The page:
I’ll have lots of fun photos of more than drab old snow and brown fields to show when I return. 

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– one –

I don’t have five photos to post today – just two – because I’m posting from the lap-top from home because this is Friday of Spring Break.  So, the photos are just a couple of odd ones I had not posted, but have been on my hard drive for a while.  But I will give you five little subjects to consider – none of them too important, but here they are.

I’ve barely been at work this week, and been out and about with J.  We’ve had a full week with eye appointments, get together with friends, a sleep over for him, Leo’s health crisis (up-date below), and a couple of opportunities to have friends over (he’s got a school buddy here now, shooting arrows out in the back).  Anyway, it has been a good relaxing week, and we still have today and the weekend before we go back to the grind of the regular school/work routine.

– two –


Don’t you love the look/feel of this room?  It is the place where I get my hair done – Capelli’s Salon in Bozeman Montana.  It has unique decor of any salon I’ve ever been to.  I could easily spend hours there with my camera taking photos of all the details.  There are vintage clothes for sale, funky murals on some of the walls, tree trunks, old furniture, sparkly bobbles, you name it, the place is full of so many pieces of eye candy. 

Not that I’ve been there to get my hair done in quite a while – Andy wants me to grow it out, so that is what I’m doing.  Haven’t had a cut since last April – I’ll try to get a shaping trim this April and get on that once a year schedule.  He wants me to have hair “down to your bottom” again.  I keep trying to warn him it is going to be pretty darn grey, but he doesn’t seem to mind.  We’ll see how long we can stand it.

– three –

We’re pretty excited about the new pope here.  At least Andy and I are, J probably could care less.  For those who don’t know, Andy is Catholic, I’m protestant, we all attend a protestant church together, and Andy hits mass during the week when he can.  So, who the pope is does make a difference, and can be the subject of many great discussions.

Andy wanted a “black or brown” pope, meaning South American or African.  He really felt the church needed that to be in touch with its members.  So he got his wish on that.

Then, to have it be a Jesuit?  Wow, not in his wildest dreams.  Since we both went to a Jesuit law school, we have a certain connection there.  And if you know the history of the Jesuits, you know that way back when they were all excommunicated as heretics.  Obviously that had been rectified, but there has never been a Jesuit pope before, and for the most part nobody thought there ever would be.  It is kind of cool.  Although I know Pope Francis is very conservative on social/moral issues, that doesn’t rub me wrong at all.  And he is so humble – both prior to his election from what I hear, and since his elections.  God bless him in his leadership!  Certainly there are a lot of controversial subjects to deal with, and I’m sure no matter what he does some will find reason to criticize, but so far we have a favorable impression of him.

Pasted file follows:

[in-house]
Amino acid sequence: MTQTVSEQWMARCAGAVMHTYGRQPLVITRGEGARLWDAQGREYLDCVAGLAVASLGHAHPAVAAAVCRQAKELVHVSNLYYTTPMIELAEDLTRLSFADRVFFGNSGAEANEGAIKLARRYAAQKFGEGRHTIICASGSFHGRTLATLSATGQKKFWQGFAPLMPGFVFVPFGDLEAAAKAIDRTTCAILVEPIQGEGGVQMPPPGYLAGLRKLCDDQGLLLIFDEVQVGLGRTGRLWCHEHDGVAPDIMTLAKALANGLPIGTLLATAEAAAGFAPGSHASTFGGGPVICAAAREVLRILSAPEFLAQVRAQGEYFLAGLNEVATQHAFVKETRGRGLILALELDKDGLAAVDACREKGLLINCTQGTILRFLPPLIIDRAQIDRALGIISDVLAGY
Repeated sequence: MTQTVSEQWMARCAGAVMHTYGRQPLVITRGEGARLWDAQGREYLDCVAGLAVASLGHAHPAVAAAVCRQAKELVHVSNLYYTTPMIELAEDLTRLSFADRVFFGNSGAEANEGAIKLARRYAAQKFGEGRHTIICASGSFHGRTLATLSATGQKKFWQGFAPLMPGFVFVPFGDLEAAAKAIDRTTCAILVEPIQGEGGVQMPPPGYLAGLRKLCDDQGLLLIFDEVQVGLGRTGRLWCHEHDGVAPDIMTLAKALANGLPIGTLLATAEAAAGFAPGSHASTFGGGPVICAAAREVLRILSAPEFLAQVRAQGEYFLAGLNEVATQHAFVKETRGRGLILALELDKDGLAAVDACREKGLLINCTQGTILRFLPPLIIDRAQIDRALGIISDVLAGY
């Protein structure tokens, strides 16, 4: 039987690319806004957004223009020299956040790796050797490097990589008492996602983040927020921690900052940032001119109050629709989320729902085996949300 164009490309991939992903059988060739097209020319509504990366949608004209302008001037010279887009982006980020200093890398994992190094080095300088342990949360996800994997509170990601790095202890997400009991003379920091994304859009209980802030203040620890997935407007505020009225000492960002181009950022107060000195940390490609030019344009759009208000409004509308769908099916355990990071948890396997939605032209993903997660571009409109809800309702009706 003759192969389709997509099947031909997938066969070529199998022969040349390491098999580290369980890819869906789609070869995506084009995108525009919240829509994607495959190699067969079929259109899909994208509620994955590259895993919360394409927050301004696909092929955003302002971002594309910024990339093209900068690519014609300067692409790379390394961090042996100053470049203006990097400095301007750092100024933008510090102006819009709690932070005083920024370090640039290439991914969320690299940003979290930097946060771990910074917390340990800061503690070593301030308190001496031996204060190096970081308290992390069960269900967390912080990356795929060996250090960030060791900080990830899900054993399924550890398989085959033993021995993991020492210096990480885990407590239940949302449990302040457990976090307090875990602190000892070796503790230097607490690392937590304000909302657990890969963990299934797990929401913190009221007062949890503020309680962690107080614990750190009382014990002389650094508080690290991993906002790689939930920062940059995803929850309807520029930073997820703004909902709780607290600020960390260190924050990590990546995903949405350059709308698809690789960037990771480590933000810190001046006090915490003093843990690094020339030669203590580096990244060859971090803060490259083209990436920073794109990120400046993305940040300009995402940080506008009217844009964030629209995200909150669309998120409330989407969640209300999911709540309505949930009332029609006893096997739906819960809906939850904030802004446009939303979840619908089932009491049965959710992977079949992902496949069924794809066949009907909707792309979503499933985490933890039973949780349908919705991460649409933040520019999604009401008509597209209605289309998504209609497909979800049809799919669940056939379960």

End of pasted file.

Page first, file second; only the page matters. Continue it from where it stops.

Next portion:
– four –

IMG_1119smIt is time for spring.  We have lost all the snow in our yard (well, substantially all of it).  It is staying lighter, and the weather has been warmer – we actually made it up to the 50’s two days this week, including today!  I’m ready!  This morning when I went out to the yard for something I thought to myself:  “It’s the 15th of March, time to start listening for the Sandhill Cranes.  They should be here in the next two weeks! “

On that vein, I think I’m going to challenge myself to use my camera to find signs of spring for the next two weeks.  I’ve seen them on the blogs of others, and it is time I turn my attention to this wonderful transition.  I might even find a green sprout or two in my own back yard – although they are bound to be covered by a spring snow from time to time.

– five –

I’ve been slipping in some exploration of photography sites the last few evening, and I thought I’d share three links that I really like – I’ll share more later.

1.  Take a peek at Camille Seaman’s work – stunning of ice bergs.  And an interview I saw with her was so fascinating – she has a humble but beautiful way of communicating!

2.  For portraits I found Bambi Cantrell from the Bay Area, and she really impressed me.  Also liked the interviews with her that I saw.  Plus, her website has great music!

3.  And from Missoula, I’ve looked at Dax Photography, and liked what I saw.  I think when I finish my weight loss journey I might treat myself to a session with him – although I’m still looking at other photographers.  He’s pretty darn young for as accomplished as he is, but that is part of what is so intriguing about him.